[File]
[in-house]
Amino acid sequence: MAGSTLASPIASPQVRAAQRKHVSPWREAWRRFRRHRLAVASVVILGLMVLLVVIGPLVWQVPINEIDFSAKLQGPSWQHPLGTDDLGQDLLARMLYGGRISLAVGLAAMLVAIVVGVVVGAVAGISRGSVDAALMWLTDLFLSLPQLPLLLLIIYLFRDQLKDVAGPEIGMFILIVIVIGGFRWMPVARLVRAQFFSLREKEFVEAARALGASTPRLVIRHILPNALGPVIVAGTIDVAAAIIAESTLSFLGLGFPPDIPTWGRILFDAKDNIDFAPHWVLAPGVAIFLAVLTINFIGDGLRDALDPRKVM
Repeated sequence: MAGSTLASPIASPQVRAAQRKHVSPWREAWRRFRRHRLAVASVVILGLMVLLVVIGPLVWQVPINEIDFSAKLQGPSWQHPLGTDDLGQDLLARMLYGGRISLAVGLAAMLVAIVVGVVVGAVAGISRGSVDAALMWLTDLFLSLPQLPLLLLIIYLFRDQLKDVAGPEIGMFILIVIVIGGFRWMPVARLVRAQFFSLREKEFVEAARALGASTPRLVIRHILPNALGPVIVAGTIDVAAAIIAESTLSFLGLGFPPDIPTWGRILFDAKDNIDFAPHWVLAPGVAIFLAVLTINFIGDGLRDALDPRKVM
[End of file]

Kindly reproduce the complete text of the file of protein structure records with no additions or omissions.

[in-house]
Amino acid sequence: MAGSTLASPIASPQVRAAQRKHVSPWREAWRRFRRHRLAVASVVILGLMVLLVVIGPLVWQVPINEIDFSAKLQGPSWQHPLGTDDLGQDLLARMLYGGRISLAVGLAAMLVAIVVGVVVGAVAGISRGSVDAALMWLTDLFLSLPQLPLLLLIIYLFRDQLKDVAGPEIGMFILIVIVIGGFRWMPVARLVRAQFFSLREKEFVEAARALGASTPRLVIRHILPNALGPVIVAGTIDVAAAIIAESTLSFLGLGFPPDIPTWGRILFDAKDNIDFAPHWVLAPGVAIFLAVLTINFIGDGLRDALDPRKVM
Repeated sequence: MAGSTLASPIASPQVRAAQRKHVSPWREAWRRFRRHRLAVASVVILGLMVLLVVIGPLVWQVPINEIDFSAKLQGPSWQHPLGTDDLGQDLLARMLYGGRISLAVGLAAMLVAIVVGVVVGAVAGISRGSVDAALMWLTDLFLSLPQLPLLLLIIYLFRDQLKDVAGPEIGMFILIVIVIGGFRWMPVARLVRAQFFSLREKEFVEAARALGASTPRLVIRHILPNALGPVIVAGTIDVAAAIIAESTLSFLGLGFPPDIPTWGRILFDAKDNIDFAPHWVLAPGVAIFLAVLTINFIGDGLRDALDPRKVM